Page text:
Understanding Differences in Instructional Quality Between High and Lower Value-Added Schools in a Large Urban District
by Thomas M. Smith, Courtney Preston, Katherine Taylor Haynes & Laura Neergaard Booker — 2015
Background/Context: High schools are under increasing pressure to move beyond just graduating students, and many high schools today continue to have low rates of student retention and learning, particularly for students from traditionally low-performing subgroups. Differential dropout rates, wherein low-income students, minorities, and English language learners leave school at higher rates than other students, only compound the problem.
Purpose/Objective: In this study, we examine differences in instructional quality between two higher and two lower value-added high schools, as measured by the Classroom Assessment Scoring System – Secondary (CLASS-S). It explores (a) differences in levels of instructional quality, (b) differences in the proportions of students taking advanced courses, and (c) differences in the way teachers think and talk about their classroom challenges.
Research Design: This is a mixed methods study that combines data from classroom observation protocols with teacher interview data. We use multilevel statistical models to address the first two research questions and emergent, inductive coding to determine commonalities within schools in how teachers implement higher-quality instructional practices.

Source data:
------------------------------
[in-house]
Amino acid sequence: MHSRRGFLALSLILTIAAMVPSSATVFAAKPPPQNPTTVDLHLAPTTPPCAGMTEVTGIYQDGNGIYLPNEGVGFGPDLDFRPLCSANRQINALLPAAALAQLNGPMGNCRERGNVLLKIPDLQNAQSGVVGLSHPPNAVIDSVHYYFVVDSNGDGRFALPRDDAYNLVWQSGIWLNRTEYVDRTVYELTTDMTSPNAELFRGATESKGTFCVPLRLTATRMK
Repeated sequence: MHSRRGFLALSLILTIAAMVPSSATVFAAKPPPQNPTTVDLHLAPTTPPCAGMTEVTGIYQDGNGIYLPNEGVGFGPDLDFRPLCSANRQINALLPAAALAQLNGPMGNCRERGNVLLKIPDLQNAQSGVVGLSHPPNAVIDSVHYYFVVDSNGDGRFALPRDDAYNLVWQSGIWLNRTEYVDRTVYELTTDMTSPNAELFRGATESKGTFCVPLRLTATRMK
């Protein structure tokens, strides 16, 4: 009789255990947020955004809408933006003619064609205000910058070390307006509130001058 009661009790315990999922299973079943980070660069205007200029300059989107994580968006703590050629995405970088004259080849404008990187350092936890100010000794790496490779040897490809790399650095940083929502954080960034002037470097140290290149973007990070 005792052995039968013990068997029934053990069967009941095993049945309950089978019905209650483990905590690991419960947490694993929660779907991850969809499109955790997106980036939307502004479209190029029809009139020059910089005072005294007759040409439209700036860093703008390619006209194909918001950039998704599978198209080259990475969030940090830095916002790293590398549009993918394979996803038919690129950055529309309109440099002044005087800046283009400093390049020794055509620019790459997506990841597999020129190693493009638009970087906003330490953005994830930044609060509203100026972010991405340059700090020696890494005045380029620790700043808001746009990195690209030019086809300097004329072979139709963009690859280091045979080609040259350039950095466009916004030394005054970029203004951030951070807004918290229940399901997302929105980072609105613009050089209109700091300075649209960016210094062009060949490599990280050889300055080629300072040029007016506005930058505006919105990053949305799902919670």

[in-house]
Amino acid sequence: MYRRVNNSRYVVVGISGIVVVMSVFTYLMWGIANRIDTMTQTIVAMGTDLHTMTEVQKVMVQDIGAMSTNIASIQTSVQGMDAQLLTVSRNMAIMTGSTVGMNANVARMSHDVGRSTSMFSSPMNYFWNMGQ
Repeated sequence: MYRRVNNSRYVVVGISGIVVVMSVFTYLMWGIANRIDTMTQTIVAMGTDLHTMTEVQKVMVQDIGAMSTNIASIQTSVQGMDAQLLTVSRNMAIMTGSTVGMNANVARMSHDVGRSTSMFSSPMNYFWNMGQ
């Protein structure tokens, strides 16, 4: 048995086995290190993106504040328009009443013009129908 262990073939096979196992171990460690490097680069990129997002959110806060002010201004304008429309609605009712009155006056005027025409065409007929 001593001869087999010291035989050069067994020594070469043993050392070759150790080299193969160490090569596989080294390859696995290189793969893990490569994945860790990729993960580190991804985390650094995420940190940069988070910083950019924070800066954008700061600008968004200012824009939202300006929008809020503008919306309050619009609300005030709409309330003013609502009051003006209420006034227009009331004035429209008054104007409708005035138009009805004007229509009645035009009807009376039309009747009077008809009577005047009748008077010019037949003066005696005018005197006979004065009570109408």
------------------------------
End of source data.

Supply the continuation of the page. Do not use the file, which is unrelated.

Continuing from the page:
Findings/Results: We find that the average difference in instructional quality, as measured by the CLASS-S, was not very wide across our four case study schools and that the biggest differences were between the two higher value-added high schools. Our interview data suggest that teachers in the two higher value-added schools are more proactive about providing emotional support and preventing behavioral problems, and intentional about attending to content and engaging students in higher-order thinking.
Conclusions/Recommendations: The lack of variation in classroom instructional practice across schools also suggests the need to attend to the ways that schools support academic learning outside of the classroom. Qualitative findings signal that the quality of classroom instruction is not the only critical input to students’ learning gains when trying to identify what leads schools to place highly in value-added rankings.
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